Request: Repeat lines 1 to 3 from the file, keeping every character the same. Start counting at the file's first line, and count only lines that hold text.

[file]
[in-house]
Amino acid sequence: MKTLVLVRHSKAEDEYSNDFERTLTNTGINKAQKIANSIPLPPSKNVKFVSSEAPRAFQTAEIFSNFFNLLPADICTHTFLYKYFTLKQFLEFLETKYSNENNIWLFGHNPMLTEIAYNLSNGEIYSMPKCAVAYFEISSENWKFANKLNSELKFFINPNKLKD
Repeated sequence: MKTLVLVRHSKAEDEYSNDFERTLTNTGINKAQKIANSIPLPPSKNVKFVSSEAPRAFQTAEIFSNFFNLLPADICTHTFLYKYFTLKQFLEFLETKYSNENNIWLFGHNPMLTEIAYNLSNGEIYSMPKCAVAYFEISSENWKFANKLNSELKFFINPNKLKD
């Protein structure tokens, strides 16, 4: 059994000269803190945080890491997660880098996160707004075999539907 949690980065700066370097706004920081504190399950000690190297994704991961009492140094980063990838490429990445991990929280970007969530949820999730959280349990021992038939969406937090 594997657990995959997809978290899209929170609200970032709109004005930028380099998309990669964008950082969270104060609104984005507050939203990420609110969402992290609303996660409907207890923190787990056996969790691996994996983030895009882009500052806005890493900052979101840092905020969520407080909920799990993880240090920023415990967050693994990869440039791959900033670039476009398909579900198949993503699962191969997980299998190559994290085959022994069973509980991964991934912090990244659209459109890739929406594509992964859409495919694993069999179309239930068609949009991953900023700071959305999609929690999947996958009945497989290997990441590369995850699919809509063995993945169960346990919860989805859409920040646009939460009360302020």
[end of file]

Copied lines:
[in-house]
Amino acid sequence: MKTLVLVRHSKAEDEYSNDFERTLTNTGINKAQKIANSIPLPPSKNVKFVSSEAPRAFQTAEIFSNFFNLLPADICTHTFLYKYFTLKQFLEFLETKYSNENNIWLFGHNPMLTEIAYNLSNGEIYSMPKCAVAYFEISSENWKFANKLNSELKFFINPNKLKD
Repeated sequence: MKTLVLVRHSKAEDEYSNDFERTLTNTGINKAQKIANSIPLPPSKNVKFVSSEAPRAFQTAEIFSNFFNLLPADICTHTFLYKYFTLKQFLEFLETKYSNENNIWLFGHNPMLTEIAYNLSNGEIYSMPKCAVAYFEISSENWKFANKLNSELKFFINPNKLKD